Vijayan K Asari
University of Dayton, USA
Vijayan K Asari is a Professor in Electrical and Computer Engineering and an Endowed Chair in Wide Area Surveillance at the University of Dayton, USA. He is the Director of the Center of Excellence for Computer Vision and Wide Area Surveillance Research at UD. He received his PhD degree in Electrical Engineering from the Indian Institute of Technology, Madras. He holds three patents and has published more than 450 research papers in the areas of image processing and computer vision. He received several teaching, research and advising awards. He is a Senior Member of IEEE and SPIE.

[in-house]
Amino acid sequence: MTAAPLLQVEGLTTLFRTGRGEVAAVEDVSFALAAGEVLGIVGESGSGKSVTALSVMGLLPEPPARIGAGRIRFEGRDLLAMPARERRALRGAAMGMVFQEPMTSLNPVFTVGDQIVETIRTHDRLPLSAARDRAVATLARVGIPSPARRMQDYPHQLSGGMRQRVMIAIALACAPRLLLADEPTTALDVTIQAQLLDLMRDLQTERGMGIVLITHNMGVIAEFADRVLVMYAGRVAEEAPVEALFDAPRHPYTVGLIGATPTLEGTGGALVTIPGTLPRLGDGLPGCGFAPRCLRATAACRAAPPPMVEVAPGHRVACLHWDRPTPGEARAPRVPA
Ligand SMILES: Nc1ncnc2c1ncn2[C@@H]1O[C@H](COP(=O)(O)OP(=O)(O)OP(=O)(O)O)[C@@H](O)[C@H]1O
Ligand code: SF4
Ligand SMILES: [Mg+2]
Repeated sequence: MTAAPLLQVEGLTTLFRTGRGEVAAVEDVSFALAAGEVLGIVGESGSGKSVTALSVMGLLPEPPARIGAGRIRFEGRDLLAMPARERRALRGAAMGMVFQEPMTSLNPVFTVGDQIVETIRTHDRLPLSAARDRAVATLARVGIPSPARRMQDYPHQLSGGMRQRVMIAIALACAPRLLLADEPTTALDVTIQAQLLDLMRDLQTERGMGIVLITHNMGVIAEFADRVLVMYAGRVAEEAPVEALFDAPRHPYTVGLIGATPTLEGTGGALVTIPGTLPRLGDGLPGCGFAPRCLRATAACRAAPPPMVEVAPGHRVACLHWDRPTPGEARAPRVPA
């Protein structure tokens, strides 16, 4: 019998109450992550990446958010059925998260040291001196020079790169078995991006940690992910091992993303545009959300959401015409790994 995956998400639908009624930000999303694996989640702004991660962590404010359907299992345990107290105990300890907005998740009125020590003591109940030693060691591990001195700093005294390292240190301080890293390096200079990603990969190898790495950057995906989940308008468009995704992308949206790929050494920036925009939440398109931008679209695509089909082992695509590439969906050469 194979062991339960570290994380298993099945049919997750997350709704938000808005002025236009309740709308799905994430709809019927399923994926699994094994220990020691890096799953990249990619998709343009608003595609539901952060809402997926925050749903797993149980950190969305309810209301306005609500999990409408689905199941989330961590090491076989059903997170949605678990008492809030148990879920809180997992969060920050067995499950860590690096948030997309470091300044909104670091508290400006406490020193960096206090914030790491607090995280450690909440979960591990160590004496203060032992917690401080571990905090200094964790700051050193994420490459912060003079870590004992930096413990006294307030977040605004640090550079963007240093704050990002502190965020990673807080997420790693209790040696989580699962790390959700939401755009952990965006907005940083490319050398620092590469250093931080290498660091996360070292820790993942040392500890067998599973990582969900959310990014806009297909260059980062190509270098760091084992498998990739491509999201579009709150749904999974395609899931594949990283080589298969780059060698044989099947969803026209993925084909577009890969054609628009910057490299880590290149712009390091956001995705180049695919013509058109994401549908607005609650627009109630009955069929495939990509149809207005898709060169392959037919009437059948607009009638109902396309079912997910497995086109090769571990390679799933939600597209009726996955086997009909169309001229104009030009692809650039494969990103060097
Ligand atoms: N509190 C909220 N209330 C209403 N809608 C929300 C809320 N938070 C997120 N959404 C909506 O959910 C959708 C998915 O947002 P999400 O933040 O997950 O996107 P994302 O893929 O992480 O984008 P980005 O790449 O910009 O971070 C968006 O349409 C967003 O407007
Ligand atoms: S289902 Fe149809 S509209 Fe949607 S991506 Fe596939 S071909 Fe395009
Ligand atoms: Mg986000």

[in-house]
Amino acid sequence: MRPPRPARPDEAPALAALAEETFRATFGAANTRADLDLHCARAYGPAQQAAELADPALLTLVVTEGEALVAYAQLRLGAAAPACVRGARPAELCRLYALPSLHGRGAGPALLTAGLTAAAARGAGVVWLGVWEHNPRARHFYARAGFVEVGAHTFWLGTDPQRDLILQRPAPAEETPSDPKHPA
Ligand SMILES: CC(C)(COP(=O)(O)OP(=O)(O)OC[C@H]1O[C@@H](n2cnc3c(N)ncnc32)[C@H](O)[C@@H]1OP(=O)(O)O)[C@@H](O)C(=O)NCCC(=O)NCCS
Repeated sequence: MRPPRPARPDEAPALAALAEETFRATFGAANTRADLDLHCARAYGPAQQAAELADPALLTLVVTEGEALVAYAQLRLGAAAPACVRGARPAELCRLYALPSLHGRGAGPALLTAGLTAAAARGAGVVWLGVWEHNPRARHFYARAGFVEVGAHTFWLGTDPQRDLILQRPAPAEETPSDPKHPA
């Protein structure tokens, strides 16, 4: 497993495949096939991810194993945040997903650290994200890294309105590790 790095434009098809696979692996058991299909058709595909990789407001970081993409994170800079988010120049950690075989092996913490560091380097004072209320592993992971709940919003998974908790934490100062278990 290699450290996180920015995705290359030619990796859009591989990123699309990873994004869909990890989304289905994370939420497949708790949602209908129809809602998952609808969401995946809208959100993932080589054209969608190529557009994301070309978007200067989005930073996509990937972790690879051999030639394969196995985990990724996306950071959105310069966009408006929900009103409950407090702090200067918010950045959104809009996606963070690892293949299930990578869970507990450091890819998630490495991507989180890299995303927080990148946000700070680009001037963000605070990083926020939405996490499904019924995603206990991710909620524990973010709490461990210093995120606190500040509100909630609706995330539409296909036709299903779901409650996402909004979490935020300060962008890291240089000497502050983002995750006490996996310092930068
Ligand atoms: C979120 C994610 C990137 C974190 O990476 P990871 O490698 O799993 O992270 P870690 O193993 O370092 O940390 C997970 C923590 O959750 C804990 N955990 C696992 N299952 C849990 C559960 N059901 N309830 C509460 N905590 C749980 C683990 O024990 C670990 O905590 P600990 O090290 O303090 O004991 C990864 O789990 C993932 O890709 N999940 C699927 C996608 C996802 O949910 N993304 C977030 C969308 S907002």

Wide area surveillance refers to an automated monitoring process that involves data acquisition, analysis, and interpretation for understanding object behaviors. Automated surveillance systems are mostly used for military, law enforcement, and commercial applications. Sensors of different types and characteristics in surface-based or aerial-based platforms are used for the acquisition of data of large areas sometimes covering several square miles. Intelligent visual surveillance is becoming more popular in applications such as human identification, activity recognition, behavior analysis, anomaly detection, alarming, etc. Detection, tracking, and identification of moving objects in a wide area surveillance environment have been an active research area in the past few decades. Object motion analysis and interpretation are integral components for activity monitoring and situational awareness. Real-time performance of these data analysis tasks in a very wide field of view is an important need for monitoring in security and law enforcement applications. Although huge strides have been made in the field of computer vision related to technology development for automatic monitoring systems, there is a need for robust algorithms that can perform detections of individuals in a surveillance environment. This is mainly because of certain constraints such as partial occlusions of the body, heavily crowded scenes where people are very close to each other, etc. We present a robust automated system which can detect and identify people by automated face recognition in a surveillance environment and track their actions and activities by a spatio-temporal feature tracking mechanism.